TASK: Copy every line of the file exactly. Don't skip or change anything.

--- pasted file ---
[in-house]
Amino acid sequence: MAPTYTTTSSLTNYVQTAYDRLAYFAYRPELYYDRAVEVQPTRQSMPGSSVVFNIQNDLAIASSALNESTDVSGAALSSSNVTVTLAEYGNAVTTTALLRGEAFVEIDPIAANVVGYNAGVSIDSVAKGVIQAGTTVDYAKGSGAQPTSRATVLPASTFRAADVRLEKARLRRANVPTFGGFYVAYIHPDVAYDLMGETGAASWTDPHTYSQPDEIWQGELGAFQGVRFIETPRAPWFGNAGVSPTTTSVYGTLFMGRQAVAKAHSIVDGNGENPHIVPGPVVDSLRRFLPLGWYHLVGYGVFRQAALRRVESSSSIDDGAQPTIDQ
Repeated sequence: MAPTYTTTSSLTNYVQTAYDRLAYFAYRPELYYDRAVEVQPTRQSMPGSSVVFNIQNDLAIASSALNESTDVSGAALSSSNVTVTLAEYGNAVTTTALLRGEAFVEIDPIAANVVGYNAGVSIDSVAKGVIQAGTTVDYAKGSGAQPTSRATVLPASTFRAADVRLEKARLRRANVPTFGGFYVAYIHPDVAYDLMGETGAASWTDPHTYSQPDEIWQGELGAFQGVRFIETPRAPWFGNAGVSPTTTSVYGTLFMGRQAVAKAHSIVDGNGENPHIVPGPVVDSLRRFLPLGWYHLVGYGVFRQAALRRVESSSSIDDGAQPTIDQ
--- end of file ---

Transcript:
[in-house]
Amino acid sequence: MAPTYTTTSSLTNYVQTAYDRLAYFAYRPELYYDRAVEVQPTRQSMPGSSVVFNIQNDLAIASSALNESTDVSGAALSSSNVTVTLAEYGNAVTTTALLRGEAFVEIDPIAANVVGYNAGVSIDSVAKGVIQAGTTVDYAKGSGAQPTSRATVLPASTFRAADVRLEKARLRRANVPTFGGFYVAYIHPDVAYDLMGETGAASWTDPHTYSQPDEIWQGELGAFQGVRFIETPRAPWFGNAGVSPTTTSVYGTLFMGRQAVAKAHSIVDGNGENPHIVPGPVVDSLRRFLPLGWYHLVGYGVFRQAALRRVESSSSIDDGAQPTIDQ
Repeated sequence: MAPTYTTTSSLTNYVQTAYDRLAYFAYRPELYYDRAVEVQPTRQSMPGSSVVFNIQNDLAIASSALNESTDVSGAALSSSNVTVTLAEYGNAVTTTALLRGEAFVEIDPIAANVVGYNAGVSIDSVAKGVIQAGTTVDYAKGSGAQPTSRATVLPASTFRAADVRLEKARLRRANVPTFGGFYVAYIHPDVAYDLMGETGAASWTDPHTYSQPDEIWQGELGAFQGVRFIETPRAPWFGNAGVSPTTTSVYGTLFMGRQAVAKAHSIVDGNGENPHIVPGPVVDSLRRFLPLGWYHLVGYGVFRQAALRRVESSSSIDDGAQPTIDQ